Riverdale City has provide a place for family and friends of Riverdale City to spent time with their kids. I don't think when this was in the works they ever dreamed the amount of people who would be coming from other cities to enjoy what Riverdale has to offer or that parking would became an issue.
I personally have driven by the park on a hot summer day and have seen for myself the amount of people enjoying this pad.
I am not sure we need to drive people away from this splash pad by limiting the amount of parking. What we need to remember is these people are coming to Riverdale to enjoy not only the splash pad but also are purchasing food and gas as they travel to and from the pad.
From the View of a Realtor, this is a great opportunity to show people what a beautiful city we have and the accommodations we offer to the citizens of Riverdale with the possibilities that they would like to move their families into our city.
Currently there are 35 homes available in Riverdale in the price range of 72,500 to 314,900 out of those 35, 5 of them are bank owned or in a short sale. Riverdale also has a number of homes that are abandon. Wouldn't it be nice to place good families in these home which would help beauty our city.
Lori Fleming Golden Spike Realty
RIVERDALE -- The Riverdale splash pad is becoming so popular that parking in the area is becoming a problem, city council members and residents agree.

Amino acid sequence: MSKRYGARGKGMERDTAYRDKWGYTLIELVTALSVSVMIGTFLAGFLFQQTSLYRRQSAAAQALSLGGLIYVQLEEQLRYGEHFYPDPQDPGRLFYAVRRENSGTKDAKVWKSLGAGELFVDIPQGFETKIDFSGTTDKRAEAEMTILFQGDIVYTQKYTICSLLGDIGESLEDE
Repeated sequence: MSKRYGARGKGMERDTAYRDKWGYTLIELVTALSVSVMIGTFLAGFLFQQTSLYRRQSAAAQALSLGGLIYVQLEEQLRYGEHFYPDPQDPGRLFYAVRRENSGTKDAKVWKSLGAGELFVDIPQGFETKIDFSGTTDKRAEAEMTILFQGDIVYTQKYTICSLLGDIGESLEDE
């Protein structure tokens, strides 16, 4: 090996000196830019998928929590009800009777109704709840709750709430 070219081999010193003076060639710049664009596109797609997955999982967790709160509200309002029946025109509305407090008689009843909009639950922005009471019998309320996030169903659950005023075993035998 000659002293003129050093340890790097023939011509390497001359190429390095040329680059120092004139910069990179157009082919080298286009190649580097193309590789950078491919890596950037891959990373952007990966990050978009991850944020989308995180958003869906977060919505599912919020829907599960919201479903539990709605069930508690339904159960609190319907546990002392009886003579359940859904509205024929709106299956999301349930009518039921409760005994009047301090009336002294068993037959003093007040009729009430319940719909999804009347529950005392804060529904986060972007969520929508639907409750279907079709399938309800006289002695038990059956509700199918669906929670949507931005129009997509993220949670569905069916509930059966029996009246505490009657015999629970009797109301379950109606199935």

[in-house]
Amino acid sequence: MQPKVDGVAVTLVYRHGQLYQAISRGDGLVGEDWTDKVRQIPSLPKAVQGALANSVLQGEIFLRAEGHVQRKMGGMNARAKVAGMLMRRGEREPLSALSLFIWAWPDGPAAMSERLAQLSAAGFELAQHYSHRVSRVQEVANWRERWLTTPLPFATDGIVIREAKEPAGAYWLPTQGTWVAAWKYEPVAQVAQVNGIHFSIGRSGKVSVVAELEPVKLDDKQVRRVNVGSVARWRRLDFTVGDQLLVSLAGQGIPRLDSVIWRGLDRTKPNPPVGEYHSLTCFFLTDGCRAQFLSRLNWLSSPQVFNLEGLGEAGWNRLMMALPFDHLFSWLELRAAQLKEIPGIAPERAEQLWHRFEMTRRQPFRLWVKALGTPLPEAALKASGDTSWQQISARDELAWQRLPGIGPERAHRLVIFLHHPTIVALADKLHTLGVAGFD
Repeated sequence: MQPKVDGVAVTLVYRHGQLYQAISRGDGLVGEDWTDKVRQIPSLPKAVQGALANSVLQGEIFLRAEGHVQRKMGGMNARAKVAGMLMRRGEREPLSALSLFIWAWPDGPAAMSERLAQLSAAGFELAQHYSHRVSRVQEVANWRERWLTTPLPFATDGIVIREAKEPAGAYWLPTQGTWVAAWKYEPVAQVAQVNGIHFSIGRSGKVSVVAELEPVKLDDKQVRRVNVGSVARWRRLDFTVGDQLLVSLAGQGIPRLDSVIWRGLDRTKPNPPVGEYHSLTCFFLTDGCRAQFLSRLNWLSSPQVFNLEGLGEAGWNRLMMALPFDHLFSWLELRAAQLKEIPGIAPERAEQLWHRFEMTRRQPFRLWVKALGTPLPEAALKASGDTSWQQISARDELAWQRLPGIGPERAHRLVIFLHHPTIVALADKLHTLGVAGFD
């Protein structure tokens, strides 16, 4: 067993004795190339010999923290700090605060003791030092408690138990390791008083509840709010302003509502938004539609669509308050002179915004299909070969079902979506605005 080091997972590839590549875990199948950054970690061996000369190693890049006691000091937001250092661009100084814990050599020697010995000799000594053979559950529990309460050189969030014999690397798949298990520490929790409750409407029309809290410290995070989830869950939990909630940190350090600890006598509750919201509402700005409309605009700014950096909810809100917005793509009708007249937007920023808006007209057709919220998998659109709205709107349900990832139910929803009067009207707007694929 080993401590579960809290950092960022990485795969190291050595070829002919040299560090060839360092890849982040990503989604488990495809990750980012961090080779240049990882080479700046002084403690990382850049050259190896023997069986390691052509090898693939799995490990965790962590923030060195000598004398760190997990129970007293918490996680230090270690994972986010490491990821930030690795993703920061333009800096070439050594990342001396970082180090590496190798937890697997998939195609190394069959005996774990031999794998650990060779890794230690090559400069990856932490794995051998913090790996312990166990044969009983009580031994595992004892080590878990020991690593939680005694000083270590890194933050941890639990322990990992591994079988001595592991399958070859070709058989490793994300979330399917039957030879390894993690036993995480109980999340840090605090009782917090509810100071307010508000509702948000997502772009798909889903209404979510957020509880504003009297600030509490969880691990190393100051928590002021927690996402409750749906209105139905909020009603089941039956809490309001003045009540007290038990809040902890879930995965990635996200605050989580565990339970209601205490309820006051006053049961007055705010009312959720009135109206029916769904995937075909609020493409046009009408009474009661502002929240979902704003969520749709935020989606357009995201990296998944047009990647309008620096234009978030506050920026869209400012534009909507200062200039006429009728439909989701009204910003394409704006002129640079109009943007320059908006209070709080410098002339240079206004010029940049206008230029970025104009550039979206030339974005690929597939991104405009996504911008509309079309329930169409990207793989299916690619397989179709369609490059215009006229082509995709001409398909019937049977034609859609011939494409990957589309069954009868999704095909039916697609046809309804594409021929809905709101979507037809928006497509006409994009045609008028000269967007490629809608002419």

Some residents are asking for a no-parking zone on the west side of Parker Drive near Riverdale Park.
City officials didn't expect the splash pad to be so popular that visitors consistently struggle to find a parking space.
On busy days, visitors park on the narrow shoulder on the west side of Parker Drive and cross east to the splash pad.
Although Councilmen Braden Mitchell and Don Hunt said they understand that children running across a busy road to reach the park is a safety hazard, reducing parking in the area would likewise be a problem.
"It's a no-brainer. We don't want people who come to visit the park in harm's way" by crossing a busy road, Hunt said.
"But the problem is, we don't have parking."
Councilman Norm Searle said converting the west side of Parker Drive to a no-parking area would eliminate 80 parking spaces.
"I'm not totally sure that prohibiting parking in that area is a good idea," he said. "Ideally, it would be nice to have more parking."
Councilman Mike Staten said city residents get frustrated with the popularity of the splash pad, which draws crowds from as far away as Brigham City. He said people running day care facilities in Brigham City come to enjoy the free venue.
As other cities build splash pads, Mayor Bruce Barrows said, it could reduce the strain on Riverdale's facility.
Other cities in the area that have or are planning to build a splash pad include Harrisville, North Ogden, Pleasant View, South Ogden and Roy, he said.
The council asked staff to review the issue, with the possibility of establishing additional parking spots.